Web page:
Scientist with multiple sclerosis in search for breakthrough

from BBC News

A Cardiff scientist is hoping her experiences of living with multiple sclerosis will help her find a breakthrough treatment for the disease. Dr Joanne Welton is to investigate if exosomes have the potential to contain biomarkers for diagnosing the disease. Exosomes are complex tiny bubbles of fat that are secreted from most, if not all, cells in the body. The post-doctoral research associate at Cardiff University has secured funding from the Multiple Sclerosis Society. Dr Welton started experiencing MS symptoms in 2007, in the second year of her PhD. At the time she was looking at exosomes as a potential source of new protein biomarkers for bladder cancer. She said she had not considered the potential for tailoring this kind of research to MS until her own diagnosis.

exosome rna

This brain scan shows characteristic MS damage in the brain (highlighted in green)

She said: “At the moment we don’t know exactly what these markers could be, so it’s like looking for a needle in a haystack, when you don’t know what a needle looks like.

“It’s a case of comparing control samples with ones from people with MS, to see if I can identify any differences.”

Describing her symptoms she said: “At first it was extremely frightening, I was experiencing double vision and problems with my balance and even thought I might have a brain tumour at one stage.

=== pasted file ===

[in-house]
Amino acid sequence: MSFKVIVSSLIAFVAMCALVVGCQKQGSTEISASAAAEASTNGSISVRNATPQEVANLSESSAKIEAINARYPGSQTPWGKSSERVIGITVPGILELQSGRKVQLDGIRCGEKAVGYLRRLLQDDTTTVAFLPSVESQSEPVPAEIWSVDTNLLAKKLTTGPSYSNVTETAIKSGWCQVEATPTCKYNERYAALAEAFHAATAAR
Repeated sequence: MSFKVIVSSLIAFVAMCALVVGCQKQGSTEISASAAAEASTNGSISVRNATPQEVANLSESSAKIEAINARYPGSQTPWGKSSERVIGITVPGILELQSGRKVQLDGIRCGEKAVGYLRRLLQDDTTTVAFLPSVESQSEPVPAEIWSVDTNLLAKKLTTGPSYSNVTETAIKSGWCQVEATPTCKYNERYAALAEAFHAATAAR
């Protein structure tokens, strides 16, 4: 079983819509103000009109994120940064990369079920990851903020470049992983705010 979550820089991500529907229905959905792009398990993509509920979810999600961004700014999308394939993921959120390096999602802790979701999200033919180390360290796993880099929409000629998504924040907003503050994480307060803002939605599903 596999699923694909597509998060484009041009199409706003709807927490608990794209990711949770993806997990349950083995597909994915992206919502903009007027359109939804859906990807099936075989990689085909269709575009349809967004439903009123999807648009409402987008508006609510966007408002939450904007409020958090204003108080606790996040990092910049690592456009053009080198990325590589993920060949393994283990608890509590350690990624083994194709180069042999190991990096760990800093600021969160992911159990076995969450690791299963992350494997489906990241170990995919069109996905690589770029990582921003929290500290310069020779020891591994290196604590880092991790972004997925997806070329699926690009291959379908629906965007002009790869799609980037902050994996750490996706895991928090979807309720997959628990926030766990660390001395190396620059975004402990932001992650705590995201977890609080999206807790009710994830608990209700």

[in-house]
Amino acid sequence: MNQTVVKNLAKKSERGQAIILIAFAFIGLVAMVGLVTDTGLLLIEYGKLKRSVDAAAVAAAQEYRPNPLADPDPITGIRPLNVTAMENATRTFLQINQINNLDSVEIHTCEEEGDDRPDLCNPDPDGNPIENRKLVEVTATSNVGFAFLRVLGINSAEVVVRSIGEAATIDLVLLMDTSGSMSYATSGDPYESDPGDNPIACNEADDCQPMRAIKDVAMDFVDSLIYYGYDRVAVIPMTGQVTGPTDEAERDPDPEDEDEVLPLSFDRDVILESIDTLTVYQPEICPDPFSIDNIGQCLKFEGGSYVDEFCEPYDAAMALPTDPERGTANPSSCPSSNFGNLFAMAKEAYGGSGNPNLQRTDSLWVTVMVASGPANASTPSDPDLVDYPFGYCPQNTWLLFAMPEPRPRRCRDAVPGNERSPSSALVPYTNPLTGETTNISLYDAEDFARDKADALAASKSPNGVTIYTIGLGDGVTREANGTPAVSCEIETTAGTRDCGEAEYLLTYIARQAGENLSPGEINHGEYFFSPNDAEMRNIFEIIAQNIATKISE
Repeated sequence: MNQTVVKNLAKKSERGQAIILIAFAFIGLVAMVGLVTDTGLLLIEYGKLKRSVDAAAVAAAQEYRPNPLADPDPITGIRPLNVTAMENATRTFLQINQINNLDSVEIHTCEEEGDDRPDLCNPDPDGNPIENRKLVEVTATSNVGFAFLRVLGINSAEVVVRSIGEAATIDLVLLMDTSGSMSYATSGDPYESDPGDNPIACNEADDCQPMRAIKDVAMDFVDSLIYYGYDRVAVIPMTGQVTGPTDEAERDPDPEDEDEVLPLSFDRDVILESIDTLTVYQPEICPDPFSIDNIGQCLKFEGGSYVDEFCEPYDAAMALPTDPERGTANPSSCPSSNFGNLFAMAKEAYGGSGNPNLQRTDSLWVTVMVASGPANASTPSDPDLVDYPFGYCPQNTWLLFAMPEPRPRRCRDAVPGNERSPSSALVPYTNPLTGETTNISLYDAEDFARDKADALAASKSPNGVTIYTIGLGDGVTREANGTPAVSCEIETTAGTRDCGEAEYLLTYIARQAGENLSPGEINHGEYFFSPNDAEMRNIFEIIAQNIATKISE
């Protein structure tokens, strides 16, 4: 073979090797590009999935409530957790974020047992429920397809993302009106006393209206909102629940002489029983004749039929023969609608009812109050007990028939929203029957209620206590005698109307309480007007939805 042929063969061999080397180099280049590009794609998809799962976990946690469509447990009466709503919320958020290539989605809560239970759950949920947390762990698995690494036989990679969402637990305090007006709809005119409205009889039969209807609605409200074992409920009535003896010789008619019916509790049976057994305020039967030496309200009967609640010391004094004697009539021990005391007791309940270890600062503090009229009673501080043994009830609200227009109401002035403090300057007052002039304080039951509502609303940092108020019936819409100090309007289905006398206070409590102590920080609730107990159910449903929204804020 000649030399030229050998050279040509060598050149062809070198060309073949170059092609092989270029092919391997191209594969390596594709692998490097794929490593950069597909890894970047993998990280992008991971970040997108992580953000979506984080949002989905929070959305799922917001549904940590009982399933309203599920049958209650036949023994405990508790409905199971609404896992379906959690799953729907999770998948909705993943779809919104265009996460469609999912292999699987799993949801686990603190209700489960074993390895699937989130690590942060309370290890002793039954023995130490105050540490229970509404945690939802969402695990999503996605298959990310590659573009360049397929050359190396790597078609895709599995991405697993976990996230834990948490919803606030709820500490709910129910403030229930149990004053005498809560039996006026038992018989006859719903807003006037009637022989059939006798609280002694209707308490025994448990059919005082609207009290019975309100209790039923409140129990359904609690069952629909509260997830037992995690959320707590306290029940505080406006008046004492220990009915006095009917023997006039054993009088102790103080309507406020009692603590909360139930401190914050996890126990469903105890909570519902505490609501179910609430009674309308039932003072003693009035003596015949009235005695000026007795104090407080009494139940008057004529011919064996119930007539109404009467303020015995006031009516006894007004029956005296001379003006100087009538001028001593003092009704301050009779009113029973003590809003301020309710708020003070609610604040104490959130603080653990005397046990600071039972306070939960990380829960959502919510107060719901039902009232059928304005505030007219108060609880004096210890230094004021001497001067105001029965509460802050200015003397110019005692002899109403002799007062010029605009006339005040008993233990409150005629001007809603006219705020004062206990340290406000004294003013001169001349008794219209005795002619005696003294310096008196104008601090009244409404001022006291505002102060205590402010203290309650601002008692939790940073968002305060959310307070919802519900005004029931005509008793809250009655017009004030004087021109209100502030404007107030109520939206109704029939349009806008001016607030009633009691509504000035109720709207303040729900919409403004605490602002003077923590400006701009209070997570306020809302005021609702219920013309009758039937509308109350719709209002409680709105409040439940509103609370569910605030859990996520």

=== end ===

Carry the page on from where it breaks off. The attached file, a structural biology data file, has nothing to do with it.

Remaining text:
“So it sounds strange, but once I had a diagnosis it was actually a relief.

“The more I learned about it, the more I realised that I had skills which could help, which was a huge motivation, both for me personally getting to grips with MS and for my career.”

Dr Welton has the “relapse remitting” form of the disease, whereby symptoms come and go intermittently.

Her laboratory has been adapted to help her move around, and she schedules her work to avoid exacerbating her condition by becoming overtired.

Nevertheless, she says her research has become “more than a full-time job”.

“My managers are very understanding of my MS and willing to help me progress in my career. As long as the work gets done they don’t mind how I do it, so if I need to rest, I rest.

“I get told off by my boss for pushing myself too much sometimes.”

Dr Welton’s initial feasibility study should be completed by the end of the year, after which she hopes to present her findings at a conference in Cardiff and publish it in a scientific journal.

If successful it could lead to a full-scale study, investigating a larger cohort in more detail.

Source – BBC News

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